Medicine & Research

MS Drugs in the Pipeline: Focus on Progressive Form

By Ellen Whipple Guthrie, Pharm.D.

Eighty-five percent of people with multiple sclerosis are originally diagnosed with a relapsing-remitting course of the disease (RRMS). Characterized by a pattern of attacks followed by remissions, RRMS is often treated with first line disease-modifying drugs such as Avonex®, Betaseron®, Copaxone®, and Rebif® (which are frequently referred to as the ABCR drugs), or with Tysabri®. There is a growing consensus that treatment should begin as soon as possible after a diagnosis of RRMS and that the therapy should continue indefinitely, except in the event of a clear lack of benefit, intolerable adverse effects, new data, or better therapies.

Sometimes, over the years a person with RRMS will develop a more progressive course of the disease, with or without occasional relapses, known as secondary progressive MS (SPMS). Others experience constant disease progression from the very beginning, characterized by a slow but nearly continuous worsening of the disease with no distinct relapses or remissions. This is known as primary progressive MS (PPMS). In these cases, the treatment options are not as clear cut.

An ABCR drug or Tysabri can be used to treat people with SPMS if they are still experiencing relapses. Another option, Novantrone®, is also approved by the U.S. Food and Drug Administration to treat people with the condition. And, although they are not specifically approved by the FDA for use in MS, the chemotherapies methotrexate and cyclophosphamide frequently are used, as well.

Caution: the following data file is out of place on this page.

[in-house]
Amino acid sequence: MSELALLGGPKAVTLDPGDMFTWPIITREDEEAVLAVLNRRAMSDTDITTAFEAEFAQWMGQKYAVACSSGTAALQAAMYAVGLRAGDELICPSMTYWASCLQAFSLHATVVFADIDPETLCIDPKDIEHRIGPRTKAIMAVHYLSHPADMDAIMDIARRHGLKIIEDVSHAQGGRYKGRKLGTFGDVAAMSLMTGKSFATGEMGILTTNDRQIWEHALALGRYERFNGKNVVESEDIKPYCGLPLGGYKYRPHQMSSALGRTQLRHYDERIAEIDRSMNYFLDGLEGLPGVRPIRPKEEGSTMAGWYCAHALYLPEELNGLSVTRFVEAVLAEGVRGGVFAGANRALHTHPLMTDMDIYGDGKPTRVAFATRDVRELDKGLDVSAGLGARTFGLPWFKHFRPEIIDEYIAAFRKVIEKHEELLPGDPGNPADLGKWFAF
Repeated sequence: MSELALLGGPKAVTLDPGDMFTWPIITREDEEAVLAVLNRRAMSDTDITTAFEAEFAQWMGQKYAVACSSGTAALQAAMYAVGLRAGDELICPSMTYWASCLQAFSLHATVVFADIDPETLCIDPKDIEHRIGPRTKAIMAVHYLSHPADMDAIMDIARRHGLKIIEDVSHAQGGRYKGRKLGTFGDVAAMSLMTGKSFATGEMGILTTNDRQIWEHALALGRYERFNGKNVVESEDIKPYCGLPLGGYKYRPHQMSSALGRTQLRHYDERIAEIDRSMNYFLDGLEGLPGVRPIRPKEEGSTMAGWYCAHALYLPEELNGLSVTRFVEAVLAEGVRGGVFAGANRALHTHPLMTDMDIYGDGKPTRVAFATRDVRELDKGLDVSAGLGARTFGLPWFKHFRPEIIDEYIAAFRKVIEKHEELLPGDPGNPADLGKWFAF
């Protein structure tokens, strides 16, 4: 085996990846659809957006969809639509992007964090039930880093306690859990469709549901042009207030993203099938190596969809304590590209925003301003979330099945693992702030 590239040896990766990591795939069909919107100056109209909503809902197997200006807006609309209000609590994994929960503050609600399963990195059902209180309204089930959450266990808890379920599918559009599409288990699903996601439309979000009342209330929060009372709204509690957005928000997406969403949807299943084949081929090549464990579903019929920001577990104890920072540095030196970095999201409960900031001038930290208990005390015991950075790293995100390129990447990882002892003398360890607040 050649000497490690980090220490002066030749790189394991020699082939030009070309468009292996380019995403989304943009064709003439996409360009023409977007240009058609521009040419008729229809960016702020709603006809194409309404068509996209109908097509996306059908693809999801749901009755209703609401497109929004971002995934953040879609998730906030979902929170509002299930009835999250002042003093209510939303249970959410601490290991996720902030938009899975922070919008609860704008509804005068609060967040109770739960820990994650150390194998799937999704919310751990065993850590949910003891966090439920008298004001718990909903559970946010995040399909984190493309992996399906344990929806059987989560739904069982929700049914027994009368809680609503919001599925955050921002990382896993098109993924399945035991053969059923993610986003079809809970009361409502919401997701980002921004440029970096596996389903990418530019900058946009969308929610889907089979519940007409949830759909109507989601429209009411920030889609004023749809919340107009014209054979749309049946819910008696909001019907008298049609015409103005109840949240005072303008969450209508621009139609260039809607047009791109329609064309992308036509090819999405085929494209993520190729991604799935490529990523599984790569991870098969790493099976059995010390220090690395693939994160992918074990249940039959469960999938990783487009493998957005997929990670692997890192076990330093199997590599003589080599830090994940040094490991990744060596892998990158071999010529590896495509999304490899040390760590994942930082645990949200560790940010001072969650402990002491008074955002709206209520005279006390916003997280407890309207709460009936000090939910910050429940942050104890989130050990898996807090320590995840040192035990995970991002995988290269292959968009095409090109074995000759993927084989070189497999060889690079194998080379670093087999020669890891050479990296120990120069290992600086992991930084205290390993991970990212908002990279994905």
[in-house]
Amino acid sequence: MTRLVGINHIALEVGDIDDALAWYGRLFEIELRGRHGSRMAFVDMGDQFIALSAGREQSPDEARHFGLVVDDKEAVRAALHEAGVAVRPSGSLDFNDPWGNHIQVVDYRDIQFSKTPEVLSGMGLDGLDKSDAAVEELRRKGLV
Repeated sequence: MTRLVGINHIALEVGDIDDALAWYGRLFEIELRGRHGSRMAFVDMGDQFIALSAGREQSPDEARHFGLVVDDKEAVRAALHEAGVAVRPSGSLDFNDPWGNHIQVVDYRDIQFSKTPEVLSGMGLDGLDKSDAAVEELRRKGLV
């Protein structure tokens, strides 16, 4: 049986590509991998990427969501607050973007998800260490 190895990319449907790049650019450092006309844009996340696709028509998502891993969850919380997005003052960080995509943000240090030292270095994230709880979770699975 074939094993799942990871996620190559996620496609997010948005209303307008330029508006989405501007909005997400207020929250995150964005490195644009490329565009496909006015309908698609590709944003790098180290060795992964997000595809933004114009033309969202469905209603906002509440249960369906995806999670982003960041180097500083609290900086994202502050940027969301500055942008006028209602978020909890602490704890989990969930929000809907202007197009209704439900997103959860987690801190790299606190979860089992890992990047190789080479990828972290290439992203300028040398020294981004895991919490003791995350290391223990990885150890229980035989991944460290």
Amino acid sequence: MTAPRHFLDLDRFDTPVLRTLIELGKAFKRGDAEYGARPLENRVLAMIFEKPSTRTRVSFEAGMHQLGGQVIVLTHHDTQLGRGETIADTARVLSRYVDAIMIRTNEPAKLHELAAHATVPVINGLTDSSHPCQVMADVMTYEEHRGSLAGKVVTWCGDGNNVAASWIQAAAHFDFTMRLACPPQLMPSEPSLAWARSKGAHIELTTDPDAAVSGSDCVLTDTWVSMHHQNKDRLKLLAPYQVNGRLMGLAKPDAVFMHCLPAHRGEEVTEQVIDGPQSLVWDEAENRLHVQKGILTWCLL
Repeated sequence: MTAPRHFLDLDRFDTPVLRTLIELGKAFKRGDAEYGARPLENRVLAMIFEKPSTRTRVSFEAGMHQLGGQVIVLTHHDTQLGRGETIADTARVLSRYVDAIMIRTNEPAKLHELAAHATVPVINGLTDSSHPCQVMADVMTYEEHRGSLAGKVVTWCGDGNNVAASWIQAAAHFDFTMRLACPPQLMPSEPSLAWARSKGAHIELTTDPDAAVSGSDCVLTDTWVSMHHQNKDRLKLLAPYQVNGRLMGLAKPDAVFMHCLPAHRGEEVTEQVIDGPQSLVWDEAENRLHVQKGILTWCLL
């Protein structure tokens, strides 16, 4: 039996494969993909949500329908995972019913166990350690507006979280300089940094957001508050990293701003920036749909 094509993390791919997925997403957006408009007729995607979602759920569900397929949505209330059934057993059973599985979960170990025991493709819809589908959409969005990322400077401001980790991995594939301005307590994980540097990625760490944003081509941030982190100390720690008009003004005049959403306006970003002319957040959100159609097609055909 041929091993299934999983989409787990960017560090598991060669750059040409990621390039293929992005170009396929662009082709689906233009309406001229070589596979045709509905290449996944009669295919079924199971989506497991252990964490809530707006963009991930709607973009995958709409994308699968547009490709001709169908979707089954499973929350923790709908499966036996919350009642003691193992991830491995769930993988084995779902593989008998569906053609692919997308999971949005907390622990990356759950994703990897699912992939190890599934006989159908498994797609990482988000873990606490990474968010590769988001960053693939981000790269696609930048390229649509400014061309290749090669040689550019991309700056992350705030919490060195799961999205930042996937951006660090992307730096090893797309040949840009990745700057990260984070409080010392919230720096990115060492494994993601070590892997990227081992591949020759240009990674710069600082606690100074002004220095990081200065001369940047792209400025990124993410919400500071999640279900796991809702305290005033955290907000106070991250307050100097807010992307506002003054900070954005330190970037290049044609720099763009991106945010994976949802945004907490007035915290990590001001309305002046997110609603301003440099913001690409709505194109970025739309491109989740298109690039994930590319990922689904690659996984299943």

Treating PPMS is much more challenging; to date, no therapy has shown convincing evidence of slowing its disease progression. However, that does not mean that an effective treatment will not emerge in the future. At this time, several experimental medications are being studied for use in people with PPMS and SPMS, including: 

Teriflunomide – This product blocks T-cells from crossing the blood-brain barrier and damaging the central nervous system. As an oral medication being studied in people with SPMS, teriflunomide has shown great promise in recent clinical trials.

In 2006, two different dosing levels of teriflunomide were compared to placebo. Interestingly, both doses studied were associated with reduced numbers of active MRI lesions. In addition, the people who received the higher dose of this drug did better with regard to disability. A larger study with participants from all over the world, called TEMSO, is currently underway, but is no longer recruiting patients.

Dirucotide (MBP8298) – An intravenous agent administered once every six months, dirucotide is currently being researched in patients with SPMS. MS centers from 29 states are participating in this study, known as MAESTRO-03. To enroll in this clinical trial, patients must be 18 to 65 years of age, with a documented history of SPMS. Unique to this drug is the fact there is a blood test available to determine which patients may benefit from treatment.